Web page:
An abortion clinic is dodging Ohio law by suggesting that pregnant mothers hide that they want to abort their unborn baby because of a Down Syndrome diagnosis.
Preterm Cleveland’s website offers a pop up message telling patients that “it is legal in Ohio to get an abortion for any reason,” but warning that “under a new Ohio law, we cannot provide an abortion if we know that the reason is in whole or in part because of a fetal Down syndrome diagnosis.”
“Preterm is open and seeing patients,” the pop up message reads. “Please call us with any questions or concerns.”
Joe Biden’s proposed budget for the year 2022 was found to contain anti-scientific language that eliminates the concept of gender from the act of childbirth, according to the Washington Free Beacon.
The budget plan, which costs a record-breaking total of $6 trillion, dedicates over $200 million in healthcare spending for the purpose of reducing the “high rate of maternal mortality and race-based disparities in outcomes among birthing people,” despite providing no evidence to back up this assertion. The phrase “birthing people” replaces the more widely-known and correct term, which is “mother.”
The push to replace mother with “birthing people” is part of a broader effort to eliminate so-called “gendered language,” with the Left claiming that gender is merely a “social construct” and that there are more than two genders, even though both claims are false. This was made evident on Mother’s Day a month ago, where several Democrats and far-left organizations – including Congresswoman Cori Bush (D-Mo.) and the pro-abortion group NARAL – included the terminology “birthing people” in their respective Mother’s Day statements.
You wouldn’t think any possible controversy could append itself to that day, except that we are living in preternaturally contentious times. Two days ago, Rep. Cori Bush, a freshman Democrat from St. Louis, was testifying about racial disparities in health care, focusing specifically on childbirth. While describing her own medical experiences, Bush used the unwieldy phrase “birthing people” instead of “mothers.” Apparently, this was an awkward attempt to use inclusive language.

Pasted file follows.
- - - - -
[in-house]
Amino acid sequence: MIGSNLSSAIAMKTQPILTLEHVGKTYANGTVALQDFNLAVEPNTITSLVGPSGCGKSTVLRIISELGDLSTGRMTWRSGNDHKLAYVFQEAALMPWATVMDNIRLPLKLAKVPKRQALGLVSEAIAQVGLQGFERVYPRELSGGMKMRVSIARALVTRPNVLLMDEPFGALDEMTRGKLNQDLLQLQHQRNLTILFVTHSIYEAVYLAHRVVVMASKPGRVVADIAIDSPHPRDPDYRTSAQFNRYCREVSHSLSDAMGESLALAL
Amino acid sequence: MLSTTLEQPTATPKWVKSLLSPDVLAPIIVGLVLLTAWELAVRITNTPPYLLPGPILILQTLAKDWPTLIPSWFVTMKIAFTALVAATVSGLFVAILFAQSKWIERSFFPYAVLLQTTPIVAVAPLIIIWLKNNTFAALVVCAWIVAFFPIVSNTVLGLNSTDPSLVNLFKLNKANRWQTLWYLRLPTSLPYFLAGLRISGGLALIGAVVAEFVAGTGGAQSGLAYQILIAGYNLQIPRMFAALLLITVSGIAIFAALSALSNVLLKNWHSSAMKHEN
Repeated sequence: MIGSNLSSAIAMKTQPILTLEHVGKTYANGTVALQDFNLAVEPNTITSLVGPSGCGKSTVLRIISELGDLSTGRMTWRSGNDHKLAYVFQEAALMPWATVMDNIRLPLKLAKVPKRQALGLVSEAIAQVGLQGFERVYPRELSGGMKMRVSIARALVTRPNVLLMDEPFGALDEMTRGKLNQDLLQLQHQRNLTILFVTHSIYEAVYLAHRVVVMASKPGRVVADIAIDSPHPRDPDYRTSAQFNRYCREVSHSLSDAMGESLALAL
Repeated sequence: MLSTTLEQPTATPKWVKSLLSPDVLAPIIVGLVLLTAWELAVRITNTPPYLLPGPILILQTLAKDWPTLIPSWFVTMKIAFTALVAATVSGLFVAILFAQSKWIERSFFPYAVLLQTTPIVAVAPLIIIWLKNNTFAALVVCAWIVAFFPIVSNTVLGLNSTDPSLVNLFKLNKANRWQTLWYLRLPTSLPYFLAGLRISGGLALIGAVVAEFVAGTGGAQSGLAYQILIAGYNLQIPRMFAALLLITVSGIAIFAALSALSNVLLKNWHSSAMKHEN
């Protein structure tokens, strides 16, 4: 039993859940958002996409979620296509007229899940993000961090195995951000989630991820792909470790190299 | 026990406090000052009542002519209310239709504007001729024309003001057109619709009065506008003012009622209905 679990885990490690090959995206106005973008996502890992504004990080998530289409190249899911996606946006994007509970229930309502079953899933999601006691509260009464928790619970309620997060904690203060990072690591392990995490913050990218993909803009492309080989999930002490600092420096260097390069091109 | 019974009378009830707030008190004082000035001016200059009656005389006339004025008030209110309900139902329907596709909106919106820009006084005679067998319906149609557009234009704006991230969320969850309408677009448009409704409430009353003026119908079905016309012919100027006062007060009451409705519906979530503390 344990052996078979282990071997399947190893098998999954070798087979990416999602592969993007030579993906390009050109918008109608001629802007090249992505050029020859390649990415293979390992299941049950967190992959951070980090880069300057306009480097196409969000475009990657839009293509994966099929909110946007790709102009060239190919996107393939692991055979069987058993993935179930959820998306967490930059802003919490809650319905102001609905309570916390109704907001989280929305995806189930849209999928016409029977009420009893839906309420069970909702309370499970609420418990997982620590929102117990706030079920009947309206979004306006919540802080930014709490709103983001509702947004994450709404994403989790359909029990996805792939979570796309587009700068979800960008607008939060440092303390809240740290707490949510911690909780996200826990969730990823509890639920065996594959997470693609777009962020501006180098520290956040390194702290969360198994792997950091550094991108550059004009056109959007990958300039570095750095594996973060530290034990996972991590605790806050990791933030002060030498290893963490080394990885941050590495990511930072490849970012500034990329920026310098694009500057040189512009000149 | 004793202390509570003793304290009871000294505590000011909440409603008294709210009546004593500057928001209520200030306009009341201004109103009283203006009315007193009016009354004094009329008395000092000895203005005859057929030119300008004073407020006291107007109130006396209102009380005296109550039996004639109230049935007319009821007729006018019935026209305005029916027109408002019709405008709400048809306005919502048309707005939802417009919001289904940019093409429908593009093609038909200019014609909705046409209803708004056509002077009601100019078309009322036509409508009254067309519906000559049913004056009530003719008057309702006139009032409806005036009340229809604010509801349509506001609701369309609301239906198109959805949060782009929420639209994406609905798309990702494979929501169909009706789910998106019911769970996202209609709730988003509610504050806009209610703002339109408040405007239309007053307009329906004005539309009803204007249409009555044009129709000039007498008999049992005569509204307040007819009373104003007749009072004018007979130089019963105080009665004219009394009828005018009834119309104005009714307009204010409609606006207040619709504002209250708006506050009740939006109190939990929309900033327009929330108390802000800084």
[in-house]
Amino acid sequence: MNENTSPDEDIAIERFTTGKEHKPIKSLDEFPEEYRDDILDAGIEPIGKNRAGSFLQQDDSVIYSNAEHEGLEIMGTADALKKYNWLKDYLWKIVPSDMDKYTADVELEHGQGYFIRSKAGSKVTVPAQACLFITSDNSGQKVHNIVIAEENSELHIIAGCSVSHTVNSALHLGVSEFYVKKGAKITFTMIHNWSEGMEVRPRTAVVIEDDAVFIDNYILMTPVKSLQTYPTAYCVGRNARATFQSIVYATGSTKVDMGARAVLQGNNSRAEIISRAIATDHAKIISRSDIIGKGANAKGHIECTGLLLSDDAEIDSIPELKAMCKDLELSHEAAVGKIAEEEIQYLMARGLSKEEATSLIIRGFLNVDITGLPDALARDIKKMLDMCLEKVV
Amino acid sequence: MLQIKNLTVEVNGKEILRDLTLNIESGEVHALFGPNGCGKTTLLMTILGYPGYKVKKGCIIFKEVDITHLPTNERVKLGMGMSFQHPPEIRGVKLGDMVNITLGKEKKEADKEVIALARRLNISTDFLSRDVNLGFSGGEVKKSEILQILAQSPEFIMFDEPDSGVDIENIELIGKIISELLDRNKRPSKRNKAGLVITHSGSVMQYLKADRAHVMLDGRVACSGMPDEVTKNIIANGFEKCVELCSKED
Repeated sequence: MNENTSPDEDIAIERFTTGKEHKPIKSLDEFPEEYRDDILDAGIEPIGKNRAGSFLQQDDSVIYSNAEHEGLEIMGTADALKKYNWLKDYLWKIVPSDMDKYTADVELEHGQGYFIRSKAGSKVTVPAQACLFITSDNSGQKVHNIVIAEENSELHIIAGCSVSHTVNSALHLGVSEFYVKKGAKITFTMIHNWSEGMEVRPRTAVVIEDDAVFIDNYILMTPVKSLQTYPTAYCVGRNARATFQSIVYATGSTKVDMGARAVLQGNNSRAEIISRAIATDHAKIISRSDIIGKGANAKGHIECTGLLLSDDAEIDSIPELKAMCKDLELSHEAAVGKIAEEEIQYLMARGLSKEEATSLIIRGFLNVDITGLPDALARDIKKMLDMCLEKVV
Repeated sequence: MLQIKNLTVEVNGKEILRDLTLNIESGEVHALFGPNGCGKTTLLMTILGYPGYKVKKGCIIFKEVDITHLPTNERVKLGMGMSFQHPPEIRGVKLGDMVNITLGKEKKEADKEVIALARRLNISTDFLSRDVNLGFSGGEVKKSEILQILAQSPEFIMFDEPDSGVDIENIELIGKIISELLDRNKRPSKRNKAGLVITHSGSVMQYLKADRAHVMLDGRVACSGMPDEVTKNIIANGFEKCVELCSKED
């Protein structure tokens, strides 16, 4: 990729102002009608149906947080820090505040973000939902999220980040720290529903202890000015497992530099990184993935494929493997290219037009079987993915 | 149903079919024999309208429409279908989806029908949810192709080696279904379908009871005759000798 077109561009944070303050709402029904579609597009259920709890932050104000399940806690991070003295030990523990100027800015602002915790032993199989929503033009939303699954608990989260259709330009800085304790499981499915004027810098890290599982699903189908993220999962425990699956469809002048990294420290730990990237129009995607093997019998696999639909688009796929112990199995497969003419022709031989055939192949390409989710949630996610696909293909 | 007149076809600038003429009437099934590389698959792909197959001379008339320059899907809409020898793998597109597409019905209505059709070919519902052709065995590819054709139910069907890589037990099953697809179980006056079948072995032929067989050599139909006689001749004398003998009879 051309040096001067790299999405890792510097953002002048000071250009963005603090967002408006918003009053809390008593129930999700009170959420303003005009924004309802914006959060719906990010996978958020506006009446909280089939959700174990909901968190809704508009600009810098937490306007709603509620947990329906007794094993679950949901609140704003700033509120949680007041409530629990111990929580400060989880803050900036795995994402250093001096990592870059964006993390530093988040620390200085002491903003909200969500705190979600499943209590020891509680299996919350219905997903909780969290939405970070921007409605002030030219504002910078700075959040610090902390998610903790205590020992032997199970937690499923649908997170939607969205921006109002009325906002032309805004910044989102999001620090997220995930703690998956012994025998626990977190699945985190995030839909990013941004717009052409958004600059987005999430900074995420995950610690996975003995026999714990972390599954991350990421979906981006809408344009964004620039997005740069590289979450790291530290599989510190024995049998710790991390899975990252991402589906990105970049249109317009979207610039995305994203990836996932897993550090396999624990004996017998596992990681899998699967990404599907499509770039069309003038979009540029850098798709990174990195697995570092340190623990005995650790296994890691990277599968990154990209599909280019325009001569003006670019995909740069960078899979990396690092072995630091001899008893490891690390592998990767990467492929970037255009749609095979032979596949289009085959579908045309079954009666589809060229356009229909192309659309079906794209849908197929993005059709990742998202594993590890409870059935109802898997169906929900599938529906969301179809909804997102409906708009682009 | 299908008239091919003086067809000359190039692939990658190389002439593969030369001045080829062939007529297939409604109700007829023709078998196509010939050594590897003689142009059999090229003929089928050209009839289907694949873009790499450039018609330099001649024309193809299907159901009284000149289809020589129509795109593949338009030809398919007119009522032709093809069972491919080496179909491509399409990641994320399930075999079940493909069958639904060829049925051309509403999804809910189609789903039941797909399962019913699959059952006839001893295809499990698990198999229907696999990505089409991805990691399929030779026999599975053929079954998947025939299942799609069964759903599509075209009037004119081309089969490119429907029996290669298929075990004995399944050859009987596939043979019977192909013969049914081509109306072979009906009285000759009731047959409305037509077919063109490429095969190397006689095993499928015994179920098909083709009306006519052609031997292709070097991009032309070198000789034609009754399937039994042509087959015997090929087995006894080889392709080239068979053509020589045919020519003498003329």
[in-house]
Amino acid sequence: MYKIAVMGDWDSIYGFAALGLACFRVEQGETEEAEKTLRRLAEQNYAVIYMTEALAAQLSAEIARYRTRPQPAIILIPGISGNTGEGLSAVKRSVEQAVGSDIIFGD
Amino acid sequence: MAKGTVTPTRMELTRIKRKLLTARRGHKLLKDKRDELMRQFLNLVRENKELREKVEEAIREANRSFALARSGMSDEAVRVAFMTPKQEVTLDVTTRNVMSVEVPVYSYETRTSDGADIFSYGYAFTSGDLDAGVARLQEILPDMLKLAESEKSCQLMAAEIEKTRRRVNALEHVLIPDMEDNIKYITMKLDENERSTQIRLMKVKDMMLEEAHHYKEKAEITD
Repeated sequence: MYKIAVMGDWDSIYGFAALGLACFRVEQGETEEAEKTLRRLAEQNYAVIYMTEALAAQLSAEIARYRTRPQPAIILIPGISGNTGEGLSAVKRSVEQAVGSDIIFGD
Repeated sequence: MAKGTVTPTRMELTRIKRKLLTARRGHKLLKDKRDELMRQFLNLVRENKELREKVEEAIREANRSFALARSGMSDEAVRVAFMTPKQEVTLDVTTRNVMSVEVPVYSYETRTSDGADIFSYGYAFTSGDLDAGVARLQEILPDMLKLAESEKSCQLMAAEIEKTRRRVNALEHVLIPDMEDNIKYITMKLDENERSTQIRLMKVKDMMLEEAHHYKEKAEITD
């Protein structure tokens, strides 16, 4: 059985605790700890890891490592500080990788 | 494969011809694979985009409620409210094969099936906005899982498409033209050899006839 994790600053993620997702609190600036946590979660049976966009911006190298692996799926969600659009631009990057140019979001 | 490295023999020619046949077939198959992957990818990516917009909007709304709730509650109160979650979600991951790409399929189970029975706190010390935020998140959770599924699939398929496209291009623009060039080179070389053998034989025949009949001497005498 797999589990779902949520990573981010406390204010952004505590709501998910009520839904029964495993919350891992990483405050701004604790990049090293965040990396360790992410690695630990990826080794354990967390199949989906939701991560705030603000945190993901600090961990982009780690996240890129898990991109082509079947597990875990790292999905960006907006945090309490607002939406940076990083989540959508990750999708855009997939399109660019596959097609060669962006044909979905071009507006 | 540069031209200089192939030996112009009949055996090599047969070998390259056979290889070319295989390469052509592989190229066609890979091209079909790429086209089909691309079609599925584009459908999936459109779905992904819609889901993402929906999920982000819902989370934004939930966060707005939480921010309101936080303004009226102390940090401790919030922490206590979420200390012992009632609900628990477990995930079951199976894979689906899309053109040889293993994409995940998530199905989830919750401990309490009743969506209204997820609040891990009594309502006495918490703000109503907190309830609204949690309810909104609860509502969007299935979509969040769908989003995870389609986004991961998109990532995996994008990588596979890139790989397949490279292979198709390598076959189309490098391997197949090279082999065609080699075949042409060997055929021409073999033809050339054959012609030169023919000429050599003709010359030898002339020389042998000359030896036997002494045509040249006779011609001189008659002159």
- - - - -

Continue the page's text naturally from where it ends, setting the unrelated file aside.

Predictably, this rhetorical gambit earned her a fair amount of ridicule on social media. I’m sure Rep. Bush has many virtues, but neither self-awareness nor self-deprecating humor are at the top of that list. Just as predictably, Bush lashed out at those who mocked her wording for their “racism and transphobia.” She also accused her critics of trivializing an important subject, which was a more substantive rejoinder. Bush was discussing racial disparities in America’s medical system, which is no laughing matter, and invoking her own harrowing experiences in hospital delivery rooms to do it.
Yet breezily trying to replace the word “mothers” as a sign of wokeness a few days before Mother’s Day wasn’t likely to go down well. It was Cori Bush’s own peculiar choice of words that distracted listeners from her story.
by Julie Kelly I am not a crier. One of my best friends teases me that Satan cries more than I do; my husband jokes about my “six-second cry” when I finally shed some tears. But as I watched Brett Kavanaugh’s opening statement to the Senate Judiciary Committee last Thursday,…
If language is everything, we could not, even if we tried, honor the women that shapes and inspires our lives. No matter how much you thank the woman who does it all for her children, once a year is never enough.